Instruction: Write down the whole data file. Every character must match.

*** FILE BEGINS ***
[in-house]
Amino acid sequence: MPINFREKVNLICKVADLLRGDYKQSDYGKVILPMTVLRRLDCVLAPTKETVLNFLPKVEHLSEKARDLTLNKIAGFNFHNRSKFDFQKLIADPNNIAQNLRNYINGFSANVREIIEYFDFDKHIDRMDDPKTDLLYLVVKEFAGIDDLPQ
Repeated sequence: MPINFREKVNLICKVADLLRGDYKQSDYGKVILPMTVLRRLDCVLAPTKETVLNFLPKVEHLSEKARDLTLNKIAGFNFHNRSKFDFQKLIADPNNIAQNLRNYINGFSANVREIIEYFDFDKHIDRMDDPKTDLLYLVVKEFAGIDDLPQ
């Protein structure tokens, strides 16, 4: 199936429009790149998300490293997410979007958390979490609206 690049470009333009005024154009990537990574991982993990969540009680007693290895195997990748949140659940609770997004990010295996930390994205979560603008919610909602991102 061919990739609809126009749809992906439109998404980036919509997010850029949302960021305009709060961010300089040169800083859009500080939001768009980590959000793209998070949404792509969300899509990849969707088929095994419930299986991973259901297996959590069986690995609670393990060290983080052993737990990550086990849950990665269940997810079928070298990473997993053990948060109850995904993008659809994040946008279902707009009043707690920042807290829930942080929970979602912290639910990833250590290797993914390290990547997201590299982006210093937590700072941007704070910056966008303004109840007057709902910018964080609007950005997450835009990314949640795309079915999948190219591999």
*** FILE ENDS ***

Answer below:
[in-house]
Amino acid sequence: MPINFREKVNLICKVADLLRGDYKQSDYGKVILPMTVLRRLDCVLAPTKETVLNFLPKVEHLSEKARDLTLNKIAGFNFHNRSKFDFQKLIADPNNIAQNLRNYINGFSANVREIIEYFDFDKHIDRMDDPKTDLLYLVVKEFAGIDDLPQ
Repeated sequence: MPINFREKVNLICKVADLLRGDYKQSDYGKVILPMTVLRRLDCVLAPTKETVLNFLPKVEHLSEKARDLTLNKIAGFNFHNRSKFDFQKLIADPNNIAQNLRNYINGFSANVREIIEYFDFDKHIDRMDDPKTDLLYLVVKEFAGIDDLPQ
């Protein structure tokens, strides 16, 4: 199936429009790149998300490293997410979007958390979490609206 690049470009333009005024154009990537990574991982993990969540009680007693290895195997990748949140659940609770997004990010295996930390994205979560603008919610909602991102 061919990739609809126009749809992906439109998404980036919509997010850029949302960021305009709060961010300089040169800083859009500080939001768009980590959000793209998070949404792509969300899509990849969707088929095994419930299986991973259901297996959590069986690995609670393990060290983080052993737990990550086990849950990665269940997810079928070298990473997993053990948060109850995904993008659809994040946008279902707009009043707690920042807290829930942080929970979602912290639910990833250590290797993914390290990547997201590299982006210093937590700072941007704070910056966008303004109840007057709902910018964080609007950005997450835009990314949640795309079915999948190219591999």